This type of landscaping has become very popular in arid areas. A Nevada study showed installing xeriscape gardens reduced water bills by 50% (and 70% during the summer). The study also found participants reduced their labor effort by 26.4% since their newly designed yards required less maintenance, including lawn mowing and manicuring.
Xeriscaping principles can be used everywhere and reap the additional benefits of fewer weeds, less fertilizing, and less general maintenance than traditional lawns. The use of rock ground cover, rock gardens, and mulch, along with native plants and succulents, can be beautiful and beneficial to wildlife and the environment at the same time. Add a rain barrel to take advantage of water from your gutters and feel good about your eco-friendly yard.
7) Avoid messy, fast-growing trees and shrubs
Many trees offer lovely blossoms in the spring but shed fruit, pods, and branches later in the year. This requires continuous cleanup. It’s best to select slow-growing tree varieties that won’t need constant pruning and possibly outgrow their space.
Keep trees and shrubs from covering windows or growing up against your home, possibly damaging home siding and roofs. Evergreens are particularly easy to maintain, providing year-round beauty and privacy.
8) Rethink your ground cover
Natural or organic mulch or pine straw can help retain moisture in the soil and reduce weeds, but they also need to be maintained and replaced each spring. This is not only back-breaking work, but it can be expensive and time-consuming. Consider using rocks or pea gravel to cover these areas instead as an attractive, long-lasting solution.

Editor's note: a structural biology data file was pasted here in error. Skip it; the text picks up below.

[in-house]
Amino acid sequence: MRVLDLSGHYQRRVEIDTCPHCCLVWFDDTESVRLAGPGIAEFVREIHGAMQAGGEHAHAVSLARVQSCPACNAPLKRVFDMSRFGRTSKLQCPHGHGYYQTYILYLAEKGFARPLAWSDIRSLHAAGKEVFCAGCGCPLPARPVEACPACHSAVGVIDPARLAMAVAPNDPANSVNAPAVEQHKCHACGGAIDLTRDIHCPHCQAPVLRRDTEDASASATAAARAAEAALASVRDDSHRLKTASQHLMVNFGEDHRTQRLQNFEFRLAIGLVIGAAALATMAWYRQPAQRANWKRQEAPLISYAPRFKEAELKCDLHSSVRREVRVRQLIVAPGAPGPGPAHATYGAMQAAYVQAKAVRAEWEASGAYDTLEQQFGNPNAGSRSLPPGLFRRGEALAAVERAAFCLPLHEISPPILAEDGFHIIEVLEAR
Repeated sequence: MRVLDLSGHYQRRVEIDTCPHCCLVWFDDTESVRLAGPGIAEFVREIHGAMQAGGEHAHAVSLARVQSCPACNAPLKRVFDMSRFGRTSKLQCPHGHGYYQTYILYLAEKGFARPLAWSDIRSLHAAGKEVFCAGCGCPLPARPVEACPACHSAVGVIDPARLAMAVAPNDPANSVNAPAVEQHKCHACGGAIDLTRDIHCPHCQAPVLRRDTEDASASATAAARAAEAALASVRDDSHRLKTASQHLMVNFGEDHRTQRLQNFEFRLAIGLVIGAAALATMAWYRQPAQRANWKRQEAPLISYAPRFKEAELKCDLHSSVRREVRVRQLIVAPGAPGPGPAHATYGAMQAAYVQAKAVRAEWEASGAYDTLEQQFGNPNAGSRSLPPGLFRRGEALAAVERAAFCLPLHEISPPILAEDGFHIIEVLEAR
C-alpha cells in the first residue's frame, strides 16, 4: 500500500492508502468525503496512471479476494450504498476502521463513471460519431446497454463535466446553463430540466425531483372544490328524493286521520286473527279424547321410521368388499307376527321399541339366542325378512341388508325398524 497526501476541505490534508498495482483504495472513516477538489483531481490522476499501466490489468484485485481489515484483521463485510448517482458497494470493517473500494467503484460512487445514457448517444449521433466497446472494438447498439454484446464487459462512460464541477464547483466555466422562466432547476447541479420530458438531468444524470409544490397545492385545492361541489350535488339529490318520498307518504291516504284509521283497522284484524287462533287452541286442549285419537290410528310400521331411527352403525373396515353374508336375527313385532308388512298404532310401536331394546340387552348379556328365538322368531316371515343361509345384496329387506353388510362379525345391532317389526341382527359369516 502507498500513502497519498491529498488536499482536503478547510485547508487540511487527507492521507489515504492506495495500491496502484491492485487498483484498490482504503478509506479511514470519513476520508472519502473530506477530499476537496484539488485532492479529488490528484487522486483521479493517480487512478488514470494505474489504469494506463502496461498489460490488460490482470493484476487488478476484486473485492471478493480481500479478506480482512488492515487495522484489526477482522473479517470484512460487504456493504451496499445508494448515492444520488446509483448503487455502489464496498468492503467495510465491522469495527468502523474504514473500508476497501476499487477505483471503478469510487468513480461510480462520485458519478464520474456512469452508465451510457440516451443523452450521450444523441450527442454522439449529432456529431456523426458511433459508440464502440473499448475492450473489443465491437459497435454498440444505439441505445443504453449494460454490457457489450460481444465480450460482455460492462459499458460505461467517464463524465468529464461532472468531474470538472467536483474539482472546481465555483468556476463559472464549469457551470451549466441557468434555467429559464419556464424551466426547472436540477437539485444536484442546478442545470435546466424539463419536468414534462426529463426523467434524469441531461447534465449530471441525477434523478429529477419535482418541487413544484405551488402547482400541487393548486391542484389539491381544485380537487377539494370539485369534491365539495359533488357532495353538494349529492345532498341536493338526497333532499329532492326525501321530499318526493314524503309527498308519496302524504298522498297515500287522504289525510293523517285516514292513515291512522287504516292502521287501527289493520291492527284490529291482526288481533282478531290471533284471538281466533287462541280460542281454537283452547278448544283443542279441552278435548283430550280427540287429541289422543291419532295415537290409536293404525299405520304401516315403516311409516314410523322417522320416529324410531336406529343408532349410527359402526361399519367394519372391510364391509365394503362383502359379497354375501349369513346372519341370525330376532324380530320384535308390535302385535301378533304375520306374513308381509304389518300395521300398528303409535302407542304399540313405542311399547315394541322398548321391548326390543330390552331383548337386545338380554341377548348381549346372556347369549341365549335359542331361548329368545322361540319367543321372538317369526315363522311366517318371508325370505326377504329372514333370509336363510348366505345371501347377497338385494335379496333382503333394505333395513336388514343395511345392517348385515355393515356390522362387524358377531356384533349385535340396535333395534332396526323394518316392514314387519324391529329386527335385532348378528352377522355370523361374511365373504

9) Edge your flower beds
Permanent edging can keep your lawn tidy year after year and eliminate the need for constant touchups. Choose from a variety of edging materials, including pavers, bricks, rocks, or edging strips of steel, aluminum, or plastic.
You can also use ground cover plants such as monkey grass or liriope for easy edging interest. These can be trimmed each spring or left to grow.
10) Smart mowing and easy cleanup
Check to see what height is best for the variety of grass you have. For instance, tall fescue is best at 2-3 inches high, while Bermuda thrives between a ½ inch and 1½ inches tall. The proper mowing height can help root development and deter weeds. Raise your cutting height during drought periods, and let grass clippings remain on your lawn. They provide natural fertilization and keep grass moist.
Want a really easy way to maintain a lawn? Artificial grass has come a long way. It allows for drainage, looks beautiful, and can be a perfect solution to areas where grass won’t grow due to pets, foot traffic, or drainage problems.
Landscaping can boost your curb appeal and your home’s value. So can a free consultation with your friends at Window World. They’ll be happy to discuss ideas for a new entry door, garage doors, siding, shutters, and of course, replacement windows to complement your landscaping efforts. Find the Window World store near you, and let the ideas begin.